Postby saucerhead » Tue Jul 18, 2017 10:34 pm

Alex Greyjoy wrote:
UnmightyWhitey wrote:
saucerhead wrote:Doing Bernard Cornwell's Grail Quest series; then going to charge back into a few volumes of Dumarest.



I haven't read these. I should try some Bernard Cornwell. If I understand correctly the grail quest books are about a search for the Grail rather than actually about King Arthur. I don't know if there are any good King Arthur books for grown-ups (I read the Puffin Roger Llancellyn Green book when I was a child). I didn't like the Rosemary Sutcliffe book I read years ago and "Camelot" (okay that was a TV series) - well, I couldn't warm to the choices of the people they made to play Morgan Le Fay and Arthur. "Merlin" on TV was okay as long as you cut them some slack that it was family-friendly viewing.

For my own reading I've gone back to the whodunnits. I've read a couple of M R C Kasasian's Sidney Grice mysteries set in Victorian times and enjoyed them - they are a good light read but if you want something to seriously challenge you cerebrally they might not be for you. Having said that the twist at the end of the "Saturn Villa" book came as a surprise to me.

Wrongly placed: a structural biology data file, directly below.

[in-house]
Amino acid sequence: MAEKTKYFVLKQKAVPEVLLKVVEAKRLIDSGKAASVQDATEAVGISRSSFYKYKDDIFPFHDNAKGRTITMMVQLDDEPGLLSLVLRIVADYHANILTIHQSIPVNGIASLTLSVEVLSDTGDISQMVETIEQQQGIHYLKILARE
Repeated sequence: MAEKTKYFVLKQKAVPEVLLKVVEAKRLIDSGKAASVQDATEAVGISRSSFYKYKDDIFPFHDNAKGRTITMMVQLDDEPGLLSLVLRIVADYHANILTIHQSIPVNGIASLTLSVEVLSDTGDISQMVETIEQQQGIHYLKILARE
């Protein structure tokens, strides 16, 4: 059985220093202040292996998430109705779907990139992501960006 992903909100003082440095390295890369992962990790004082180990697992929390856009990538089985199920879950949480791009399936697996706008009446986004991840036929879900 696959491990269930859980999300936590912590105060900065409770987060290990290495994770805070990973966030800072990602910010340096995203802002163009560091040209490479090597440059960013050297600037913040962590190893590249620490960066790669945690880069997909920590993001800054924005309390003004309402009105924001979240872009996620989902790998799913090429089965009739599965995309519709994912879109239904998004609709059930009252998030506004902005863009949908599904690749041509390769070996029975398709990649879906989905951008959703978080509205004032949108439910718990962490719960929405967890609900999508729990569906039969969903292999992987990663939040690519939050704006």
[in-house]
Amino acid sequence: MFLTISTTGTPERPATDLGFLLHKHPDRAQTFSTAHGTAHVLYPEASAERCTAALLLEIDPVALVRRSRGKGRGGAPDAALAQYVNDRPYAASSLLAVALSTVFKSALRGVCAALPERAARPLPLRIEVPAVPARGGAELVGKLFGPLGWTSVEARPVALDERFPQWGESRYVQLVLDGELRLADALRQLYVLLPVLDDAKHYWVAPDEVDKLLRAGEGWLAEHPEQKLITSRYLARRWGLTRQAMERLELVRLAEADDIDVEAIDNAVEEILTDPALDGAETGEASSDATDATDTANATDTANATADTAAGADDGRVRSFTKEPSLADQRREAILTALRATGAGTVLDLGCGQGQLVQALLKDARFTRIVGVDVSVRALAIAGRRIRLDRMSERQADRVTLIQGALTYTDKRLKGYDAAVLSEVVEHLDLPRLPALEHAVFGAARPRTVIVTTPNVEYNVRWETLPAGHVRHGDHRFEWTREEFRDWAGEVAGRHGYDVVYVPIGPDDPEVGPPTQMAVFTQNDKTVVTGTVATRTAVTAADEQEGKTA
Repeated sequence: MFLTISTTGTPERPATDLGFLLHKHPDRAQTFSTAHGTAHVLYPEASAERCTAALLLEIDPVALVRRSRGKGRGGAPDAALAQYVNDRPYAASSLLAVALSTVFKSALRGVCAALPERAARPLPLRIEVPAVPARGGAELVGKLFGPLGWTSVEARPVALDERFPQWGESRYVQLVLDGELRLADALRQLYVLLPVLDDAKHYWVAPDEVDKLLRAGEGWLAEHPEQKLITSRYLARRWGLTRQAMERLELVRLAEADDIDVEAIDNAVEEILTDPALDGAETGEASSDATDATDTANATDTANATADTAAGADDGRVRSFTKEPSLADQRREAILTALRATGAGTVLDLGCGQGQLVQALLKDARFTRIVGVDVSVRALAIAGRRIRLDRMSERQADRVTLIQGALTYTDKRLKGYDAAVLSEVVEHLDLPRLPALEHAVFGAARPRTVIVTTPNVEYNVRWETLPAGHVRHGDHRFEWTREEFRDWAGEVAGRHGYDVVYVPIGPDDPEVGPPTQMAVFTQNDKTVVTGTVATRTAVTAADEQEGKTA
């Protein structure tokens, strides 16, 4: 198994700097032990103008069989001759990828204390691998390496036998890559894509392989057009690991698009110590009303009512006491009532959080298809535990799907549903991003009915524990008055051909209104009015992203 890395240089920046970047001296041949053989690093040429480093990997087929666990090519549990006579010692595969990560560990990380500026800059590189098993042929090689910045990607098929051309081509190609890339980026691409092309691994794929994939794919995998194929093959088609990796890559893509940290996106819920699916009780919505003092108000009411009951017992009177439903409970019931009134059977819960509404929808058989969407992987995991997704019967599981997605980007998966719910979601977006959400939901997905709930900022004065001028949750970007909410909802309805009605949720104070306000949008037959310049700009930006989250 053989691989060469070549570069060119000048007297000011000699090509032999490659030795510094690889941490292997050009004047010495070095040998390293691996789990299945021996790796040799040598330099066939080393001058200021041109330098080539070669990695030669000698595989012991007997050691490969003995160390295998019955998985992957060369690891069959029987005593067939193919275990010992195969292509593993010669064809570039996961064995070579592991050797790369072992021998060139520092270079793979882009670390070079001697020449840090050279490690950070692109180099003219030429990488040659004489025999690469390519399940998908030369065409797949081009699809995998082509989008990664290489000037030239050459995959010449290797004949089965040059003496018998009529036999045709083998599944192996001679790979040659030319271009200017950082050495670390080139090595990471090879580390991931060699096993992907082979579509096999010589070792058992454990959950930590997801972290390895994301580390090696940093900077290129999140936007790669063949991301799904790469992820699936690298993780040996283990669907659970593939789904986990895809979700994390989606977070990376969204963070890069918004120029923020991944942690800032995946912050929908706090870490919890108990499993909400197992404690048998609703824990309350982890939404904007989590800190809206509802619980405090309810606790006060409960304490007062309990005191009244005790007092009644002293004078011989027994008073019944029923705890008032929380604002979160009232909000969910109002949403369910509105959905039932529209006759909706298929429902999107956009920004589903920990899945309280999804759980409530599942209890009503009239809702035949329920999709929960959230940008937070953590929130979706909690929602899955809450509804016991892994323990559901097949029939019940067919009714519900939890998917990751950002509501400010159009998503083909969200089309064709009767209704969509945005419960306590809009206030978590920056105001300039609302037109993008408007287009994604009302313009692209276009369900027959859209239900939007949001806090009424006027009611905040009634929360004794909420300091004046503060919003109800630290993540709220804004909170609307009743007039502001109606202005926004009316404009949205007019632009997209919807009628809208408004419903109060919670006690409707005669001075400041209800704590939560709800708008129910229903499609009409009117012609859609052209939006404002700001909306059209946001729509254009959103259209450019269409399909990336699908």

The Grail Quest series is technically about searching for the Holy Grail, but it's only a background to a story about the beginning of Hundred Years' War. There are 4 books in the series, and also sort of a spiritual successor book named Azincourt (guess what it's about). It's my second favorite Cornwell's book series after his King Arthur books.

Which brings me to the King Arthur books. It's a trilogy (The Winter King, Enemy Of God, Excalibur) set in late 5th-early 6th century Britain during the Saxon invasion. Almost all the usual Arthurian characters are there, but with a twist. There are some parts that can be interpreted as magic, but it's left ambiguous. I love these books and highly recommend them to everyone even remotely interested in historical fiction.



I couldn't get into The Winter King at all; tried for about a hundred pages and then gave up. That really surprised me, since I love Sharpe (and really, the Grail Quest and Azincourt are basically "Sharpe's Longbow"). So I'm going to try the "Birth of England" series next, and maybe after all else is exhausted try the King Arthur stuff again. And maybe go watch Excalibur on DVD again.